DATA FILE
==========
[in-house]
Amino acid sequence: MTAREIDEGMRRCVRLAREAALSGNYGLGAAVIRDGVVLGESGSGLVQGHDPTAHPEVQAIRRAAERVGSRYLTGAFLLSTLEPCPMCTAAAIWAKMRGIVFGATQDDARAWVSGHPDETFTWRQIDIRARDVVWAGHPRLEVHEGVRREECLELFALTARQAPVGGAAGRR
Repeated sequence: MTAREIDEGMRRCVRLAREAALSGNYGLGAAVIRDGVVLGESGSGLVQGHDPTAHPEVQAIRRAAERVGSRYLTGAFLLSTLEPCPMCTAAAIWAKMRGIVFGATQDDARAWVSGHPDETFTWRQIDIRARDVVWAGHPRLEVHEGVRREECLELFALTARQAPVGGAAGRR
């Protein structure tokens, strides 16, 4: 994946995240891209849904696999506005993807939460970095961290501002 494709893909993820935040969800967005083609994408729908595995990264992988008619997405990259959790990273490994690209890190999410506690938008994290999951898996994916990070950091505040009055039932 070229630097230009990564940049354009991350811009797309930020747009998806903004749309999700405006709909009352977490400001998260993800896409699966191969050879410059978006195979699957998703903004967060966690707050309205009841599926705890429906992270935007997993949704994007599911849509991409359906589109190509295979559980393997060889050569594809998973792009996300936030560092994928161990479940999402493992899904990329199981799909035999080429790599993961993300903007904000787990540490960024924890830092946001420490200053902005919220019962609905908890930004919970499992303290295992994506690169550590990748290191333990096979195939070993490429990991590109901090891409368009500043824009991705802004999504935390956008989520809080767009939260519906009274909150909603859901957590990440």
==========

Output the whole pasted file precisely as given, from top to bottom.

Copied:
[in-house]
Amino acid sequence: MTAREIDEGMRRCVRLAREAALSGNYGLGAAVIRDGVVLGESGSGLVQGHDPTAHPEVQAIRRAAERVGSRYLTGAFLLSTLEPCPMCTAAAIWAKMRGIVFGATQDDARAWVSGHPDETFTWRQIDIRARDVVWAGHPRLEVHEGVRREECLELFALTARQAPVGGAAGRR
Repeated sequence: MTAREIDEGMRRCVRLAREAALSGNYGLGAAVIRDGVVLGESGSGLVQGHDPTAHPEVQAIRRAAERVGSRYLTGAFLLSTLEPCPMCTAAAIWAKMRGIVFGATQDDARAWVSGHPDETFTWRQIDIRARDVVWAGHPRLEVHEGVRREECLELFALTARQAPVGGAAGRR
């Protein structure tokens, strides 16, 4: 994946995240891209849904696999506005993807939460970095961290501002 494709893909993820935040969800967005083609994408729908595995990264992988008619997405990259959790990273490994690209890190999410506690938008994290999951898996994916990070950091505040009055039932 070229630097230009990564940049354009991350811009797309930020747009998806903004749309999700405006709909009352977490400001998260993800896409699966191969050879410059978006195979699957998703903004967060966690707050309205009841599926705890429906992270935007997993949704994007599911849509991409359906589109190509295979559980393997060889050569594809998973792009996300936030560092994928161990479940999402493992899904990329199981799909035999080429790599993961993300903007904000787990540490960024924890830092946001420490200053902005919220019962609905908890930004919970499992303290295992994506690169550590990748290191333990096979195939070993490429990991590109901090891409368009500043824009991705802004999504935390956008989520809080767009939260519906009274909150909603859901957590990440």